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Iga Swiatek Scores 26th Straight Win, Sets up Rome Semifinal vs. Sabalenka

Iga Swiatek beat Bianca Andreescu to advanced to her second straight Rome semifinal. EPA-EFE/ERIK S. LESSER

Crouching in return position, Iga Swiatek shut her eyes in a meditative state.

That was a brief calm before Swiatek’s second-set storm.

In a blockbuster clash of Grand Slam champions, Swiatek played eye-opening tennis beating Bianca Andreescu 7-6(2), 6-0 scoring her 26th straight victory to soar into the Rome semifinals for the second consecutive season.

The top-seeded Swiatek’s streak is the longest women’s winning streak in a decade since Victoria Azarenka reeled off 26 in a row back in 2012.

“[I feel] pretty confident honestly. I feel like every match I’m playing better and better,” Swiatek said. “Even though the first set was pretty tight, I had some ups and downs, I feel like I could play well in important moments and break back anytime.

“I’m pretty happy that also the second set was more solid because it shows that I’m just, I don’t know, learning my lessons throughout the whole match, I’m playing better and better.”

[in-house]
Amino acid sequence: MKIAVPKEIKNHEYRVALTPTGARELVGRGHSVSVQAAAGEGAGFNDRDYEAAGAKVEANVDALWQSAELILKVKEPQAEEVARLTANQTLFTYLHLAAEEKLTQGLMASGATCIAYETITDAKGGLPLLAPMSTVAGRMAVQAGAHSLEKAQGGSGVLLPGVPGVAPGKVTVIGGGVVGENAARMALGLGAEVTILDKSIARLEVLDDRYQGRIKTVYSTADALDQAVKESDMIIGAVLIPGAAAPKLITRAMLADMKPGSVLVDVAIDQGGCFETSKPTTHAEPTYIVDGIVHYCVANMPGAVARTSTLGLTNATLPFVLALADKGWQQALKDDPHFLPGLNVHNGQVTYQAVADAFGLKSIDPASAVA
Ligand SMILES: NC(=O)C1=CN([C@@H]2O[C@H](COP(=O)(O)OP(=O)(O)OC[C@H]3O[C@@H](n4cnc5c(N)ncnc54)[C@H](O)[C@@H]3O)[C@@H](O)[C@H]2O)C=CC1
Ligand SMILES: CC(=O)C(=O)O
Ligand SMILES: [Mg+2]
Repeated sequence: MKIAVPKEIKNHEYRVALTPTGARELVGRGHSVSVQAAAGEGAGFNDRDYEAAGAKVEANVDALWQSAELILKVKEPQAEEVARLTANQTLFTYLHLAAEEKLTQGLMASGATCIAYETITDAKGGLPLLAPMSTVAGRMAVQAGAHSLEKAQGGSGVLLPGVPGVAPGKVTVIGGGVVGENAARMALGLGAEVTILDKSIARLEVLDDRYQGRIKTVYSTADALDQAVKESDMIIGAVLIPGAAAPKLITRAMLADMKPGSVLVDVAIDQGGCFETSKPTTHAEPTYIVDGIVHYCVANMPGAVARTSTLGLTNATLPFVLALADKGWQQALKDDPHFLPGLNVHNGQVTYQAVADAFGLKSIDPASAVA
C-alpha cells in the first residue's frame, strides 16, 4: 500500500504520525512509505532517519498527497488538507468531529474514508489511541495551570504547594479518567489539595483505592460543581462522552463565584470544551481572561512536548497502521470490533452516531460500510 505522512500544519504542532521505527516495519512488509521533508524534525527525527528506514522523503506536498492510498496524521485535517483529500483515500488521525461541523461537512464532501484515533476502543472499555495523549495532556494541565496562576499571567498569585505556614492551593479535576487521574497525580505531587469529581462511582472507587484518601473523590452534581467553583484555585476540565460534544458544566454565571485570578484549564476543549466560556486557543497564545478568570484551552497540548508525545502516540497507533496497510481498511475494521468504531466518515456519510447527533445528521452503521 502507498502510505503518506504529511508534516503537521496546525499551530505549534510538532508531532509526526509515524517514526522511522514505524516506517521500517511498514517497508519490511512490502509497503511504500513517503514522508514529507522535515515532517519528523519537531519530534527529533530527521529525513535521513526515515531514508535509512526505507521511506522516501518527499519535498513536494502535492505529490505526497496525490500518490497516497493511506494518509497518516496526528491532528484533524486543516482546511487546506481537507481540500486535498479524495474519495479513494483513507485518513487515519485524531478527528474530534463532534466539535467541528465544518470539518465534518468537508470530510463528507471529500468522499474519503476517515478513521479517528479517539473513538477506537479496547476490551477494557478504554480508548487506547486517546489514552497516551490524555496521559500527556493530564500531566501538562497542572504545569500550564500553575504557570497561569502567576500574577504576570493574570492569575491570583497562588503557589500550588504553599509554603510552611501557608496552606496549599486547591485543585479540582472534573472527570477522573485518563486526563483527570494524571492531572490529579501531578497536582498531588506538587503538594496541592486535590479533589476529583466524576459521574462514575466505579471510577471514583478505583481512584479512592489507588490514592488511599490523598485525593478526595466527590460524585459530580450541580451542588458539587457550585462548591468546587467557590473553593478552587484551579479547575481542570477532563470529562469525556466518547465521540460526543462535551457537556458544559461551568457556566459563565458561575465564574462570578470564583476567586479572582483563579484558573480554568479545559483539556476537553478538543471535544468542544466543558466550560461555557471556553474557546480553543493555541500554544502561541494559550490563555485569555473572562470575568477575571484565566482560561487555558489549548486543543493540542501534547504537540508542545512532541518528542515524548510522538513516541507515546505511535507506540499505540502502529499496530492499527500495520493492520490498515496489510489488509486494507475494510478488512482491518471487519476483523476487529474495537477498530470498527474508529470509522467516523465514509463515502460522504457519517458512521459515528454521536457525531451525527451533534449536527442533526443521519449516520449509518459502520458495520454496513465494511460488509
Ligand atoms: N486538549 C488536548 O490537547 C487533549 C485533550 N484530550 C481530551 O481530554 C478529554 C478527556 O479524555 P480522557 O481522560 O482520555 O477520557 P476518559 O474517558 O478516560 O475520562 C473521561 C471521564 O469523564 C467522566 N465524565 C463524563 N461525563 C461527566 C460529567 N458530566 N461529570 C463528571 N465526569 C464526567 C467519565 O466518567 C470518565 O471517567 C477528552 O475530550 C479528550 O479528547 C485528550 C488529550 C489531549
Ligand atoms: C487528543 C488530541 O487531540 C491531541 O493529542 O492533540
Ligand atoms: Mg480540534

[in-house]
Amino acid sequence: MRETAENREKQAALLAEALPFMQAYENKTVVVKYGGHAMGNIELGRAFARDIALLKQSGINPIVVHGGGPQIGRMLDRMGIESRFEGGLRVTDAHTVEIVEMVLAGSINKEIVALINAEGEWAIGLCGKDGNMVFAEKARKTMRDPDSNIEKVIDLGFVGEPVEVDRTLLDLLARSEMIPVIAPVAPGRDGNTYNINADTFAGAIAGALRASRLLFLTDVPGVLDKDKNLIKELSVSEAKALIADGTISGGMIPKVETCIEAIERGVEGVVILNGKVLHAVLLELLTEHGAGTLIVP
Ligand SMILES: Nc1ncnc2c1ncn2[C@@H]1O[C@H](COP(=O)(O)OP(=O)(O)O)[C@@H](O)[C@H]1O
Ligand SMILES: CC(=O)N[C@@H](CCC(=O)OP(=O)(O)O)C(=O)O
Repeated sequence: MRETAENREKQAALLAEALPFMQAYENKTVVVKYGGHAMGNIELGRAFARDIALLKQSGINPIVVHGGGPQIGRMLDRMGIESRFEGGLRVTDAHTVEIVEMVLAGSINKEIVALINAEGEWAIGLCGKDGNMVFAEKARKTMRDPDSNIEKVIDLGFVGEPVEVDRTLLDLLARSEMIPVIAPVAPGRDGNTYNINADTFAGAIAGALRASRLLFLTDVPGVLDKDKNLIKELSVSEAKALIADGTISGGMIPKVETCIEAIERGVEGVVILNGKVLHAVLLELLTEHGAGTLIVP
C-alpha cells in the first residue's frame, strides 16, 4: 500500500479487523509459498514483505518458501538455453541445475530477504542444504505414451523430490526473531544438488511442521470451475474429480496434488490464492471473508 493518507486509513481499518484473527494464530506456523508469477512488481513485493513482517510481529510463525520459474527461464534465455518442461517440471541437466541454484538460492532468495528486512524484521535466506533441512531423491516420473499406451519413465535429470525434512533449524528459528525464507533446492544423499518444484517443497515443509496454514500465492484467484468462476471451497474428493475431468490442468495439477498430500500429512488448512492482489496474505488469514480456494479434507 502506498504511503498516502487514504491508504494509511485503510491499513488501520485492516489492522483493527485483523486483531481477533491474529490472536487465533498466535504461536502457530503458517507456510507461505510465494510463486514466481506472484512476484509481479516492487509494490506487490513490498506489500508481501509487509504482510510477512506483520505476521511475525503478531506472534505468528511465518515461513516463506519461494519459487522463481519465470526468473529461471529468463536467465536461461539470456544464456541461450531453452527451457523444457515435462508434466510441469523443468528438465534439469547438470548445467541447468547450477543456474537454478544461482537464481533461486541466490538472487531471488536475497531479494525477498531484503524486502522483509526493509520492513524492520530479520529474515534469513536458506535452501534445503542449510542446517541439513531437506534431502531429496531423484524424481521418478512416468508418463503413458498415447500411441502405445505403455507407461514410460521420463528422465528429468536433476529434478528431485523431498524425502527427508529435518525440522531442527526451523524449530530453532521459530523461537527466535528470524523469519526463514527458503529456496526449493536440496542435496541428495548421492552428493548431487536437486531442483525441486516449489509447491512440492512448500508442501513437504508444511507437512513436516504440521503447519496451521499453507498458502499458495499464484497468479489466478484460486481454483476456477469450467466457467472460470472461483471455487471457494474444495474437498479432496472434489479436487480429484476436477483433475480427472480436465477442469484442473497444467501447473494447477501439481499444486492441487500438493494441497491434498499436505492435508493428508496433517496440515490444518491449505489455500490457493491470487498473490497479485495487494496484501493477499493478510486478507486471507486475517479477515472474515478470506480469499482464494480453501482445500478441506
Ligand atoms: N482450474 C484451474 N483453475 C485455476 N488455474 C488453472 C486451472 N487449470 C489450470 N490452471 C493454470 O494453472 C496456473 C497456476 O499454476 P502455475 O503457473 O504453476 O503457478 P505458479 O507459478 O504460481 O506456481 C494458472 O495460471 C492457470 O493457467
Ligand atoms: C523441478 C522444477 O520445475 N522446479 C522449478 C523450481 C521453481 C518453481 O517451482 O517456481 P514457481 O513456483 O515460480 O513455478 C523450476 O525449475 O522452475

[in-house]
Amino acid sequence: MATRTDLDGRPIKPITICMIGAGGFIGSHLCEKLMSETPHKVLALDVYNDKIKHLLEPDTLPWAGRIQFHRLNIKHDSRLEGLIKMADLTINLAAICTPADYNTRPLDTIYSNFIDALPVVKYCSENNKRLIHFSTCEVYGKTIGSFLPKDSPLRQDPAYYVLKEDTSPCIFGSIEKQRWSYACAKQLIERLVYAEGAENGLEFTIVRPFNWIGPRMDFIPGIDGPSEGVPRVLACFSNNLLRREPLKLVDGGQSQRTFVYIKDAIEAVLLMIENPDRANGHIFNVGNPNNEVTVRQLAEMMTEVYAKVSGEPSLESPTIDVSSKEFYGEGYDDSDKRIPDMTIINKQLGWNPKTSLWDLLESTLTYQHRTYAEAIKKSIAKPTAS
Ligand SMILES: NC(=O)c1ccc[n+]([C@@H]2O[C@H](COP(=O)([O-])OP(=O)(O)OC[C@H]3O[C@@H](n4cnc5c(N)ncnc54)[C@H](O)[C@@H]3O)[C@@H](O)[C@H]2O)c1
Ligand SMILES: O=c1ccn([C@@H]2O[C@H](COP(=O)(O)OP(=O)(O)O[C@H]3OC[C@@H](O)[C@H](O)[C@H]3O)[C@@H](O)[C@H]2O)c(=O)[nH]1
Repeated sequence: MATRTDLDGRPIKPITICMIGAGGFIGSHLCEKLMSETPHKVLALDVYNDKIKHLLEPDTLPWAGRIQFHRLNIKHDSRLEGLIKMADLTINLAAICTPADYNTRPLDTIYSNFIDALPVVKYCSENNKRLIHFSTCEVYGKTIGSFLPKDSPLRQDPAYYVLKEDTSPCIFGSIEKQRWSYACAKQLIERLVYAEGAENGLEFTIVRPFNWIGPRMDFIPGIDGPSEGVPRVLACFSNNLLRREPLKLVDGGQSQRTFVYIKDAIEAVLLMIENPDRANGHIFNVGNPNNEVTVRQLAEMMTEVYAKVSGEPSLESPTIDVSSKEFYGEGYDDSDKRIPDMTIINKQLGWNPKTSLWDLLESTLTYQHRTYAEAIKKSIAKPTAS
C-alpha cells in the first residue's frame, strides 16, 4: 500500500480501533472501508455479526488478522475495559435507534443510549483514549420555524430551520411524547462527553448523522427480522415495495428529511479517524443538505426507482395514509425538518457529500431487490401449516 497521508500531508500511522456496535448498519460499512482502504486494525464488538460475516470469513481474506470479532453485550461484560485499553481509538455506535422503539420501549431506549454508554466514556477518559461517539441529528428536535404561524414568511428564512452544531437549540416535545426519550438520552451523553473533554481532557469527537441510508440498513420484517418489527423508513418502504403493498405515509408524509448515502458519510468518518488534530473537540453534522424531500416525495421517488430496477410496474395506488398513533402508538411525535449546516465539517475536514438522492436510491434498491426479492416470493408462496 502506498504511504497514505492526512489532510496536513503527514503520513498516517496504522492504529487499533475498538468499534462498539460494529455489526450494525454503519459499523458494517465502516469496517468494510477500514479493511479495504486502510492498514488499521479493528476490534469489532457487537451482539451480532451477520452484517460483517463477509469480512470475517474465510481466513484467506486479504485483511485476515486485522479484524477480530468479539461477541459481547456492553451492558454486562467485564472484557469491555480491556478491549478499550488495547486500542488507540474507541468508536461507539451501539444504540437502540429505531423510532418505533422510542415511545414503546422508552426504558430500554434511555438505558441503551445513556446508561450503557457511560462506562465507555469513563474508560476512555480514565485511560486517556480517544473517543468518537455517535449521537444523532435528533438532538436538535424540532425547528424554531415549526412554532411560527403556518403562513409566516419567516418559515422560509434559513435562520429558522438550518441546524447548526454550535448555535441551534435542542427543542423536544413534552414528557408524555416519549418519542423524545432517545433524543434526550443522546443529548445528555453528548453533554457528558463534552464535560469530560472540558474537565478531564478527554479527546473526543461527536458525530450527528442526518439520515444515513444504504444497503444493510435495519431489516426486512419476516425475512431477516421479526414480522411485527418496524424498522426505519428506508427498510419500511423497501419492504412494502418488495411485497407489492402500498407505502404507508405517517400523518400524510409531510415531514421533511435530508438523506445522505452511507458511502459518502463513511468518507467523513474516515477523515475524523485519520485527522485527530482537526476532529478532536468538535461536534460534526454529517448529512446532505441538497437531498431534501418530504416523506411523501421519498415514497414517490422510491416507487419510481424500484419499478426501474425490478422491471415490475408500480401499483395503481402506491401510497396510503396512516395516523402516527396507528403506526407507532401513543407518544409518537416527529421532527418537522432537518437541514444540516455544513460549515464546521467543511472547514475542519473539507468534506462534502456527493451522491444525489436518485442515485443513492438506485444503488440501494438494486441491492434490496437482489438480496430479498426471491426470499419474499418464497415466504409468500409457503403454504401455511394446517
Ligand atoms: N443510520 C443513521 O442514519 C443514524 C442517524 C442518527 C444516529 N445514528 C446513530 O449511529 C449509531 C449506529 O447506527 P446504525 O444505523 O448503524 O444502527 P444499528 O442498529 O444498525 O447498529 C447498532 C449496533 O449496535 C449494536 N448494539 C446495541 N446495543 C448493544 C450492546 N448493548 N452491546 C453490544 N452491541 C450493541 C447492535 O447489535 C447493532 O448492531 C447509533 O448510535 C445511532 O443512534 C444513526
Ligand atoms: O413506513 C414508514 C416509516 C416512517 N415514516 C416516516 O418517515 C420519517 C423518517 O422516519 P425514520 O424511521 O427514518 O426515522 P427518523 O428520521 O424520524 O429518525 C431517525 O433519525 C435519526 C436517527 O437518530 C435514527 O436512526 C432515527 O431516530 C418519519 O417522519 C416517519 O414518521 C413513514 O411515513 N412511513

World No. 1 Swiatek raised her record to 33-3 on the season, including 25 straight-sets wins and 13 bagel sets.

Next up for Swiatek is third-seeded Belarusian Aryna Sabalenka in a rematch of last month’s Stuttgart final, which Swiatek swept 6-2, 6-2 taking a 2-1 lead in her head-to-head series vs. the big-hitting Belarusian.

World No. 8 Sabalenka started today’s play snapping her losing streak. Sabalenka converted seven of 10 break point chances defeating American Amanda Anisimova 4-6, 6-3, 6-2.

It was the third-seeded Sabalenka’s first win in five meetings vs. world No. 32 Anisimova, whose 13 three-setters and nine three-set wins leads the WTA Tour this season.

Aryna Sabalenka will face Iga Swiatek for a spot in the Rome final. EPA-EFE/JuanJo Martin

Swiatek said conditions in Rome are much slower than the indoor court in Stuttgart where she beat Sabalenka in the final.

“Tthe Stuttgart clay was so much different,” Swiatek said. “We could actually play with the same kind of tactics like on hard court.

“Here I feel like it’s the slowest surface on tour. For sure I need to adjust. Honestly, we only have like three or four tournaments on clay, and only two of them are like on ‘normal clay’, because in Madrid there’s altitude, which is pretty crazy.”